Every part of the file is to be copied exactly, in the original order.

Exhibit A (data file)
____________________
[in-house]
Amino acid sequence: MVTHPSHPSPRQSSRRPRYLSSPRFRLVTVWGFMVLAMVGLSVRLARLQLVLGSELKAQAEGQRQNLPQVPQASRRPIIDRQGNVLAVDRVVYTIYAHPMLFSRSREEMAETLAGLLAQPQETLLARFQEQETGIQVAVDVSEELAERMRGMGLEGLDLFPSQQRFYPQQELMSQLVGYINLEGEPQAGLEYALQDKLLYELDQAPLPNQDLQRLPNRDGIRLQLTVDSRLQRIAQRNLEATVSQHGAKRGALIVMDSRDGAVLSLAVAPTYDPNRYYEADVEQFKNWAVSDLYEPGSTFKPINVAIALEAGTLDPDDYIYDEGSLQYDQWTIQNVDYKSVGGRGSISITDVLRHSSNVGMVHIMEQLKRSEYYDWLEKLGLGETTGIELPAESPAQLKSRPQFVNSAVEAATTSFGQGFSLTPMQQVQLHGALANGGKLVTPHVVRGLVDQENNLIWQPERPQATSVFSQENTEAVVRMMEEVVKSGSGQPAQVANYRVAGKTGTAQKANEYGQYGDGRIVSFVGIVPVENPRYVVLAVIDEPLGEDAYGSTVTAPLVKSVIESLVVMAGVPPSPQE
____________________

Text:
[in-house]
Amino acid sequence: MVTHPSHPSPRQSSRRPRYLSSPRFRLVTVWGFMVLAMVGLSVRLARLQLVLGSELKAQAEGQRQNLPQVPQASRRPIIDRQGNVLAVDRVVYTIYAHPMLFSRSREEMAETLAGLLAQPQETLLARFQEQETGIQVAVDVSEELAERMRGMGLEGLDLFPSQQRFYPQQELMSQLVGYINLEGEPQAGLEYALQDKLLYELDQAPLPNQDLQRLPNRDGIRLQLTVDSRLQRIAQRNLEATVSQHGAKRGALIVMDSRDGAVLSLAVAPTYDPNRYYEADVEQFKNWAVSDLYEPGSTFKPINVAIALEAGTLDPDDYIYDEGSLQYDQWTIQNVDYKSVGGRGSISITDVLRHSSNVGMVHIMEQLKRSEYYDWLEKLGLGETTGIELPAESPAQLKSRPQFVNSAVEAATTSFGQGFSLTPMQQVQLHGALANGGKLVTPHVVRGLVDQENNLIWQPERPQATSVFSQENTEAVVRMMEEVVKSGSGQPAQVANYRVAGKTGTAQKANEYGQYGDGRIVSFVGIVPVENPRYVVLAVIDEPLGEDAYGSTVTAPLVKSVIESLVVMAGVPPSPQE